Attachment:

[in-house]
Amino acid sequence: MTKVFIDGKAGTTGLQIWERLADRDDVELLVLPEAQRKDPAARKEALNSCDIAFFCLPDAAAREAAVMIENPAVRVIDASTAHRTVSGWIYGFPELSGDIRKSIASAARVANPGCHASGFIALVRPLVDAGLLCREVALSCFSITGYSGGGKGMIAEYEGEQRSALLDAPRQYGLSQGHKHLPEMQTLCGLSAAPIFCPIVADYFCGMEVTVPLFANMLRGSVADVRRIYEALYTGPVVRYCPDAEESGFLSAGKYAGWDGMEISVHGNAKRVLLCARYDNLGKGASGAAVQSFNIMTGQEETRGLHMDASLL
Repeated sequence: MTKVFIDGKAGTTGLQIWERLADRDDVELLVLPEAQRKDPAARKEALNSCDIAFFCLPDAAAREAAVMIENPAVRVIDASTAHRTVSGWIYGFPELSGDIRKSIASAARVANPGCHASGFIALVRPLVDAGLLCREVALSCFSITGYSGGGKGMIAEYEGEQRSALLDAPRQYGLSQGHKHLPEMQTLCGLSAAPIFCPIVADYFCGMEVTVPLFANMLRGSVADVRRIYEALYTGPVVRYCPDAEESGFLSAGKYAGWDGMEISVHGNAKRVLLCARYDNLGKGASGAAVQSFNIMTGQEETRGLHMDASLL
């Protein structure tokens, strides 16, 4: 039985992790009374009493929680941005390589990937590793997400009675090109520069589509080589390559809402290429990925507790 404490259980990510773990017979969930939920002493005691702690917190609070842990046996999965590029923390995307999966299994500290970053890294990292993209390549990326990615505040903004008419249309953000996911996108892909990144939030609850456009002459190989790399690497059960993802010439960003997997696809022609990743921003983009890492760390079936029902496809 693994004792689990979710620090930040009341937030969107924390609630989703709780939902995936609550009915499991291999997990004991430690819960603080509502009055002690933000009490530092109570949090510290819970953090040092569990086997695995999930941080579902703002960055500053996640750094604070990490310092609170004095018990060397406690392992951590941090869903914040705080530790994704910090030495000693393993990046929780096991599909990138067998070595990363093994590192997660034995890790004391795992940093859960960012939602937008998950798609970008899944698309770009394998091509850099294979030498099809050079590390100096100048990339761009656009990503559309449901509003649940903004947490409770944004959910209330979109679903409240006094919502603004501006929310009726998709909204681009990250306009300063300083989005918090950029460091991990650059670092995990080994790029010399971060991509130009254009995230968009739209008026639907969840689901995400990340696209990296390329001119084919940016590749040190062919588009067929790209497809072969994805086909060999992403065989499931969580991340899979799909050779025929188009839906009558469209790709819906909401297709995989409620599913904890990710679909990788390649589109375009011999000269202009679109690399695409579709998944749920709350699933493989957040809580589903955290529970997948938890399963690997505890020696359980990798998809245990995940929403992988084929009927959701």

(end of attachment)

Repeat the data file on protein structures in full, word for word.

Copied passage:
[in-house]
Amino acid sequence: MTKVFIDGKAGTTGLQIWERLADRDDVELLVLPEAQRKDPAARKEALNSCDIAFFCLPDAAAREAAVMIENPAVRVIDASTAHRTVSGWIYGFPELSGDIRKSIASAARVANPGCHASGFIALVRPLVDAGLLCREVALSCFSITGYSGGGKGMIAEYEGEQRSALLDAPRQYGLSQGHKHLPEMQTLCGLSAAPIFCPIVADYFCGMEVTVPLFANMLRGSVADVRRIYEALYTGPVVRYCPDAEESGFLSAGKYAGWDGMEISVHGNAKRVLLCARYDNLGKGASGAAVQSFNIMTGQEETRGLHMDASLL
Repeated sequence: MTKVFIDGKAGTTGLQIWERLADRDDVELLVLPEAQRKDPAARKEALNSCDIAFFCLPDAAAREAAVMIENPAVRVIDASTAHRTVSGWIYGFPELSGDIRKSIASAARVANPGCHASGFIALVRPLVDAGLLCREVALSCFSITGYSGGGKGMIAEYEGEQRSALLDAPRQYGLSQGHKHLPEMQTLCGLSAAPIFCPIVADYFCGMEVTVPLFANMLRGSVADVRRIYEALYTGPVVRYCPDAEESGFLSAGKYAGWDGMEISVHGNAKRVLLCARYDNLGKGASGAAVQSFNIMTGQEETRGLHMDASLL
């Protein structure tokens, strides 16, 4: 039985992790009374009493929680941005390589990937590793997400009675090109520069589509080589390559809402290429990925507790 404490259980990510773990017979969930939920002493005691702690917190609070842990046996999965590029923390995307999966299994500290970053890294990292993209390549990326990615505040903004008419249309953000996911996108892909990144939030609850456009002459190989790399690497059960993802010439960003997997696809022609990743921003983009890492760390079936029902496809 693994004792689990979710620090930040009341937030969107924390609630989703709780939902995936609550009915499991291999997990004991430690819960603080509502009055002690933000009490530092109570949090510290819970953090040092569990086997695995999930941080579902703002960055500053996640750094604070990490310092609170004095018990060397406690392992951590941090869903914040705080530790994704910090030495000693393993990046929780096991599909990138067998070595990363093994590192997660034995890790004391795992940093859960960012939602937008998950798609970008899944698309770009394998091509850099294979030498099809050079590390100096100048990339761009656009990503559309449901509003649940903004947490409770944004959910209330979109679903409240006094919502603004501006929310009726998709909204681009990250306009300063300083989005918090950029460091991990650059670092995990080994790029010399971060991509130009254009995230968009739209008026639907969840689901995400990340696209990296390329001119084919940016590749040190062919588009067929790209497809072969994805086909060999992403065989499931969580991340899979799909050779025929188009839906009558469209790709819906909401297709995989409620599913904890990710679909990788390649589109375009011999000269202009679109690399695409579709998944749920709350699933493989957040809580589903955290529970997948938890399963690997505890020696359980990798998809245990995940929403992988084929009927959701």